Patterson said: “CBD has significant health benefits, but so does hemp seed oil, especially as a sustainable source of omega-3.

“They’re currently in oil or standard supplement form, but we are also looking at using our wafer technology for some of these products, which are all for the OTC market. We’re really excited about the level of innovation this will bring to the pharmacy sector.”

Research and revenue

Apart from healthy sales, Bod’s Q4 revenue also included a US$324,020 (A$453,170) R&D grant for a Phase I clinical trial involving its proprietary cannabis-based sublingual wafer supplement.

Marking the world’s first pharmacokinetic evaluation of a full-plant cannabis extract, the trial is testing the safety and tolerability of the product in the bloodstream.

Patterson said, “Because we’re using sublingual wafers, the trial will show not only the efficiency of this delivery system, but also the how the extract enters the bloodstream. We’re coming to the end of that trial and we’ll be able to update the market at the end of Q3.”

The next phase of the trial will assess the product’s absorption rate in comparison to that of MediCabilis in its current oil form.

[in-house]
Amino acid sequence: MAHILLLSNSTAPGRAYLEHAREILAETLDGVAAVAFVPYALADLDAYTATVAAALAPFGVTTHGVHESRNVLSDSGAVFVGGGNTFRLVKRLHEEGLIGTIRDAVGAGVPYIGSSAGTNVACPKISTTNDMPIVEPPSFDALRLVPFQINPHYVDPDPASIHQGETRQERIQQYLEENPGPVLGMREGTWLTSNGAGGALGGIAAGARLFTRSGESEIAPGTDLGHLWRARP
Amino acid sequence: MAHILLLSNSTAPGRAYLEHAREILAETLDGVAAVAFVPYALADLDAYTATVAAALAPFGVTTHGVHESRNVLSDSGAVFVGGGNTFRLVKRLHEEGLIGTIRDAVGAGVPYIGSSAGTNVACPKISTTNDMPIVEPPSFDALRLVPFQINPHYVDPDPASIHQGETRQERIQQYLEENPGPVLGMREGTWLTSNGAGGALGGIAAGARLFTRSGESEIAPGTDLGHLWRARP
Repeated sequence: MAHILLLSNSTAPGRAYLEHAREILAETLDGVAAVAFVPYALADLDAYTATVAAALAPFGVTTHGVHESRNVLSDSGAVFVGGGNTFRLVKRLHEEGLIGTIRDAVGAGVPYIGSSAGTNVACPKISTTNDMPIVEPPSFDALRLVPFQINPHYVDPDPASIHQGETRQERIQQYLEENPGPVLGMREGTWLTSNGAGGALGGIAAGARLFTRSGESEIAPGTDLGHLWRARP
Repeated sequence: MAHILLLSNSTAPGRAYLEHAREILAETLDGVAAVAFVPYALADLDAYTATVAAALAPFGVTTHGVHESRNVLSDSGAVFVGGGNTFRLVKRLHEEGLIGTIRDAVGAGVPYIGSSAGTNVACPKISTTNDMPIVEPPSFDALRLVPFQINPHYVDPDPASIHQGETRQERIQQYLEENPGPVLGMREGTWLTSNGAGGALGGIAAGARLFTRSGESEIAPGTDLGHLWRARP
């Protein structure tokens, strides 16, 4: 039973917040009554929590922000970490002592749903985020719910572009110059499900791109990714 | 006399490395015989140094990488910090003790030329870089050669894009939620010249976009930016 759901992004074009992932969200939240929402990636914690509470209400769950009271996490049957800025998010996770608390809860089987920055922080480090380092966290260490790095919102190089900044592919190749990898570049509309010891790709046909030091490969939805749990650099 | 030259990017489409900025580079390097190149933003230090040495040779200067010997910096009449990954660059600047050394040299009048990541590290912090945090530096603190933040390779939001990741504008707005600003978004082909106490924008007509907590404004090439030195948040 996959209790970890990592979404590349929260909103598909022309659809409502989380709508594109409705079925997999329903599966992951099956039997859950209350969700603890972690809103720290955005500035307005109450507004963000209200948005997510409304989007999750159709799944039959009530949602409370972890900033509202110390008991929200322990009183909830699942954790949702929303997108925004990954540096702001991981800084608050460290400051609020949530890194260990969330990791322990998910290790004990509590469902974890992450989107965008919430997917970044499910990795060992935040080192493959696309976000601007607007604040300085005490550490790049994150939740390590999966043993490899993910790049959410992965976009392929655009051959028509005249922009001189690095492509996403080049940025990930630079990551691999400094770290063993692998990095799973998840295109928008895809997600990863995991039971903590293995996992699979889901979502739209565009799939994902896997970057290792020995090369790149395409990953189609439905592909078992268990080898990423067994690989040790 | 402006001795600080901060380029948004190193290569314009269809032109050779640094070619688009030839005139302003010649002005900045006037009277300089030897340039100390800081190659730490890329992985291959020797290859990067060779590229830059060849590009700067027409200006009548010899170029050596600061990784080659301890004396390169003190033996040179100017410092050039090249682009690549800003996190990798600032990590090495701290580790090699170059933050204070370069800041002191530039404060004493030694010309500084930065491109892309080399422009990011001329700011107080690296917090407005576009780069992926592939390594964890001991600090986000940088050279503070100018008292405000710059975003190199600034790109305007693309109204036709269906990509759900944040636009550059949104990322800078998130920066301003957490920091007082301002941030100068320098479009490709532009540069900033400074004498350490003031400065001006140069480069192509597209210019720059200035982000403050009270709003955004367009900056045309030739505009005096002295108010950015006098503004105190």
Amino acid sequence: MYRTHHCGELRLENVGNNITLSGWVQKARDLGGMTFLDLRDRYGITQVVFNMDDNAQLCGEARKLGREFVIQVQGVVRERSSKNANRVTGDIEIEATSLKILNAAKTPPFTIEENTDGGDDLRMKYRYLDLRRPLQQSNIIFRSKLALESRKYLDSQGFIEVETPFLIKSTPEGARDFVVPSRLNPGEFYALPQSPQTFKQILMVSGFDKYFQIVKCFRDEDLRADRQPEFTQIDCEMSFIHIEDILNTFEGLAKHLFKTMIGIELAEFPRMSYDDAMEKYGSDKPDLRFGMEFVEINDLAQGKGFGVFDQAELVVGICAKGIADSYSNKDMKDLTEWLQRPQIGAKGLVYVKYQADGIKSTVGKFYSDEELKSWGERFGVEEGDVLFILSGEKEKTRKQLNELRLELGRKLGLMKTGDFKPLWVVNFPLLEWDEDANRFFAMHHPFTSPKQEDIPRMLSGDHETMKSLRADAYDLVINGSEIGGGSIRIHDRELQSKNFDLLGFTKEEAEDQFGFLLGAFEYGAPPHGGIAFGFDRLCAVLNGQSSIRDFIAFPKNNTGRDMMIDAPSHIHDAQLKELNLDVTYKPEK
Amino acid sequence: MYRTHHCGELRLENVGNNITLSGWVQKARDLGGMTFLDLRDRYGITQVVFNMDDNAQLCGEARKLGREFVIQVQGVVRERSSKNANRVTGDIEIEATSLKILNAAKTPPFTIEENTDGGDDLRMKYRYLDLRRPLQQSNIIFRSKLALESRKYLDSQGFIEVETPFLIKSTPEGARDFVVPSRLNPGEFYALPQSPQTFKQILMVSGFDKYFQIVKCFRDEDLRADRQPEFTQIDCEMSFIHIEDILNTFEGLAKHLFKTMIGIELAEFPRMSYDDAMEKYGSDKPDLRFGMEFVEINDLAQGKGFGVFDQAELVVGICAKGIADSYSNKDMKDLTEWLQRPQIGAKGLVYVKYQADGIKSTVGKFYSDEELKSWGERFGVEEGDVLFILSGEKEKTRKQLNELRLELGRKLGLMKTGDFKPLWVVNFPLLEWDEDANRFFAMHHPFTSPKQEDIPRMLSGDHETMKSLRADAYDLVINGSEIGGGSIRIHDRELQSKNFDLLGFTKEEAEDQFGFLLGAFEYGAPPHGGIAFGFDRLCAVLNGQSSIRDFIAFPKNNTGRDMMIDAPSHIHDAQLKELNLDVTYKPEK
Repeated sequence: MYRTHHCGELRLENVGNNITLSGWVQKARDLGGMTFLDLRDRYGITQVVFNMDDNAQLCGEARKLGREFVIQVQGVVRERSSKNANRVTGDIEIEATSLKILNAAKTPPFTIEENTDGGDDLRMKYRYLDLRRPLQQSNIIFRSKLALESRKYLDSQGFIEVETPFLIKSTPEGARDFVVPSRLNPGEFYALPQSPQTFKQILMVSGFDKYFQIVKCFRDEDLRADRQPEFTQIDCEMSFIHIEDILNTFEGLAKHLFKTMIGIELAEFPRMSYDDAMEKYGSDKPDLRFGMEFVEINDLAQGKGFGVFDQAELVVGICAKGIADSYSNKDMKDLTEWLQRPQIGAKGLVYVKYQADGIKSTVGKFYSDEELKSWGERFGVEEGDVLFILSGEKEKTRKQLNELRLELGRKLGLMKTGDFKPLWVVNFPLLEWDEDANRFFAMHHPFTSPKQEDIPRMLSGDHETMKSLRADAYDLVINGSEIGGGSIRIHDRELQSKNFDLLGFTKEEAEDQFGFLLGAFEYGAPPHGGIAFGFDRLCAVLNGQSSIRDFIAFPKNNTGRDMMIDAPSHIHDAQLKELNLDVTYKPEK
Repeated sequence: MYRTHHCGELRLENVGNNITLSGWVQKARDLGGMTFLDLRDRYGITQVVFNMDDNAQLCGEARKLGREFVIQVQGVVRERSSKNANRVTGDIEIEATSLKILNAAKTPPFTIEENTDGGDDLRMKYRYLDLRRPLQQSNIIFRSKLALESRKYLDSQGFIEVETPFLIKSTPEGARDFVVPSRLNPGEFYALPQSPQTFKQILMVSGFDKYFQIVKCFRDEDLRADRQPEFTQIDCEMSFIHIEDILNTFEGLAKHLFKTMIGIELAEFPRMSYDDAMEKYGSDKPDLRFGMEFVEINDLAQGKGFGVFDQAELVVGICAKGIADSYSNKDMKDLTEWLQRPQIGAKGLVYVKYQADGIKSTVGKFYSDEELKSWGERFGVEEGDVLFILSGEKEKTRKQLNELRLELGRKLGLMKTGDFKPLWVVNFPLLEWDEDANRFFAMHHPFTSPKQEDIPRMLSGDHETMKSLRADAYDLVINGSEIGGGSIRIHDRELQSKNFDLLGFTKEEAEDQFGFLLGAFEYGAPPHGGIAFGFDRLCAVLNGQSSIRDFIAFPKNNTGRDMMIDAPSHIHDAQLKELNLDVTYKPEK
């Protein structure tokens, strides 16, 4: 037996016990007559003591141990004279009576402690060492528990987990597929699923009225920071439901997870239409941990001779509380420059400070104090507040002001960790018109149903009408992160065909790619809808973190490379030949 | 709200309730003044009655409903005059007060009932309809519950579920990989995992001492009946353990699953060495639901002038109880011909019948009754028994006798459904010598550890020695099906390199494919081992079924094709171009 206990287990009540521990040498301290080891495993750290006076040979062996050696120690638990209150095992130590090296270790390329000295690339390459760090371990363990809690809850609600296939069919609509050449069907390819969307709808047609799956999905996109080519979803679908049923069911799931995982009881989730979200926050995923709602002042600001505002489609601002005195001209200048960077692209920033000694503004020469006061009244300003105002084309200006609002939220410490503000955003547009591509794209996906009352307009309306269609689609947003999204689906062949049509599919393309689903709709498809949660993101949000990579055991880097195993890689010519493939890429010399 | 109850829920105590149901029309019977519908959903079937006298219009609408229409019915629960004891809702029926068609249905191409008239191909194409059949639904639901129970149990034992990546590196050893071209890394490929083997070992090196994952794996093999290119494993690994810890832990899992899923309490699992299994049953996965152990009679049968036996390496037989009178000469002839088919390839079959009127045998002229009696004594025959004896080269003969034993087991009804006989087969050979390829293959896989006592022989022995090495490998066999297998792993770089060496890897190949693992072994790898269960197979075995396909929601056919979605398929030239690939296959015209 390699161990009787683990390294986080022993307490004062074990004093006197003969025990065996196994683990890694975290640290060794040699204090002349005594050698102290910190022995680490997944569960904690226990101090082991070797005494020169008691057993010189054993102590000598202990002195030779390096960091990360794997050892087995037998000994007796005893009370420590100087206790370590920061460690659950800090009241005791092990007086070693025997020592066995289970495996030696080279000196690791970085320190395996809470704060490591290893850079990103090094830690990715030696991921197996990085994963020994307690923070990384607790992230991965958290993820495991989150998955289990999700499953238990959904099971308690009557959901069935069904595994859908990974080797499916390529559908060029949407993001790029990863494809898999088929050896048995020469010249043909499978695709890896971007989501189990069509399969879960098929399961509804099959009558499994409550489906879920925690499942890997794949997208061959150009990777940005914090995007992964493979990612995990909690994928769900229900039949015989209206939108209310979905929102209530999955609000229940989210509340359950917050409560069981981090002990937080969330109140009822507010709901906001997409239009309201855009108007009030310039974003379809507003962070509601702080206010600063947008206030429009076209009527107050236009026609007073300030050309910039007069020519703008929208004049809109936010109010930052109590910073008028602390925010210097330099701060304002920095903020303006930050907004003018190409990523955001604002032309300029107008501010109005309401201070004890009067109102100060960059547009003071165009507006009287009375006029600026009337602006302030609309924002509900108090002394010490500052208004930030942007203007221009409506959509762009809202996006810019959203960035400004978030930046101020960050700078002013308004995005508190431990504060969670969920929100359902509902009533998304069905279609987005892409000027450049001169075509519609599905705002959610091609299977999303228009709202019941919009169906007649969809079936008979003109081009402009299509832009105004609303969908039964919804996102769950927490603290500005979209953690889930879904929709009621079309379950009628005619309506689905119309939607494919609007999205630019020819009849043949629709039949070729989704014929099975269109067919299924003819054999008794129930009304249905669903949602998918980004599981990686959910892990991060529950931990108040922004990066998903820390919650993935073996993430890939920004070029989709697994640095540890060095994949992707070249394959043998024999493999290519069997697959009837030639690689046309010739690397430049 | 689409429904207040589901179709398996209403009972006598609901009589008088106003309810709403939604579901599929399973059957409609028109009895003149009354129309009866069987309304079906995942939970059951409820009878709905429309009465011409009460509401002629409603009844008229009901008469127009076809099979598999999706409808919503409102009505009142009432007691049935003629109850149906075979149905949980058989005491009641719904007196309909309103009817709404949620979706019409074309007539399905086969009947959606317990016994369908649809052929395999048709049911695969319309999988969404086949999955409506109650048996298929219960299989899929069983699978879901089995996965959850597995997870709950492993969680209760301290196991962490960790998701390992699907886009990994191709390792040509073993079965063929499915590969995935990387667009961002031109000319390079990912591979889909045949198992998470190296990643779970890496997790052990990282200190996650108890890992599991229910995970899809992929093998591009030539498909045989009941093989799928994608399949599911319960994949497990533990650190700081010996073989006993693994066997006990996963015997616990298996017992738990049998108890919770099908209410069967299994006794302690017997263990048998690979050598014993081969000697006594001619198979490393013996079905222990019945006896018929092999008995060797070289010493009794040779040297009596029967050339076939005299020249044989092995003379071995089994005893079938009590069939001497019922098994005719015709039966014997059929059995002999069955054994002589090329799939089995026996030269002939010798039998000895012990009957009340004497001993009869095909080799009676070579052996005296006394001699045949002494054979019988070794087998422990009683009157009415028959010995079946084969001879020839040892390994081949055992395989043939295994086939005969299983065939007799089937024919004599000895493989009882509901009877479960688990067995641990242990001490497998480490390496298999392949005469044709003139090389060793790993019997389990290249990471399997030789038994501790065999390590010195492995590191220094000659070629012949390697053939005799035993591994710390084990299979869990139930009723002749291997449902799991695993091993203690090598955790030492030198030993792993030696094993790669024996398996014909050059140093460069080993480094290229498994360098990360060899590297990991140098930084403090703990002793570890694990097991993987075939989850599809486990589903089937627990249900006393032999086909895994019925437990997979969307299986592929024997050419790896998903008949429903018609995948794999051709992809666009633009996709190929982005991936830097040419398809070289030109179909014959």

“We’re looking forward to the outcome of that trial. I think some really good discussion will come from there, and because we have the global rights to the finished product, we’ll certainly be talking to our partners about other opportunities, such as potentially advancing into a Phase II-A trial, where we will start to treat health indications,” ​said Patterson.

Bod was granted a medical cannabis export licence in November 2018 for its sublingual CBD wafer product, permitting the firm to export Australian-made medicinal cannabis products to countries such as the UK and Switzerland.

Domestic deals

Back home, the company has been busy signing distribution deals with local pharmacies.

In September 2018, it entered an agreement with Priceline Pharmacy for the distribution of its pregnancy supplement, MamaCare (which comes in 800g tins and 55g sachets) in more than 200 outlets throughout Australia, with Livery facilitating the deal.

A milk-based supplement designed to support perinatal health, MamaCare is categorised as a food for special medical purposes (FSMP) and is therefore available only at pharmacies.

The firm is currently in talks with Priceline to stock its other supplements, as well as its skincare range.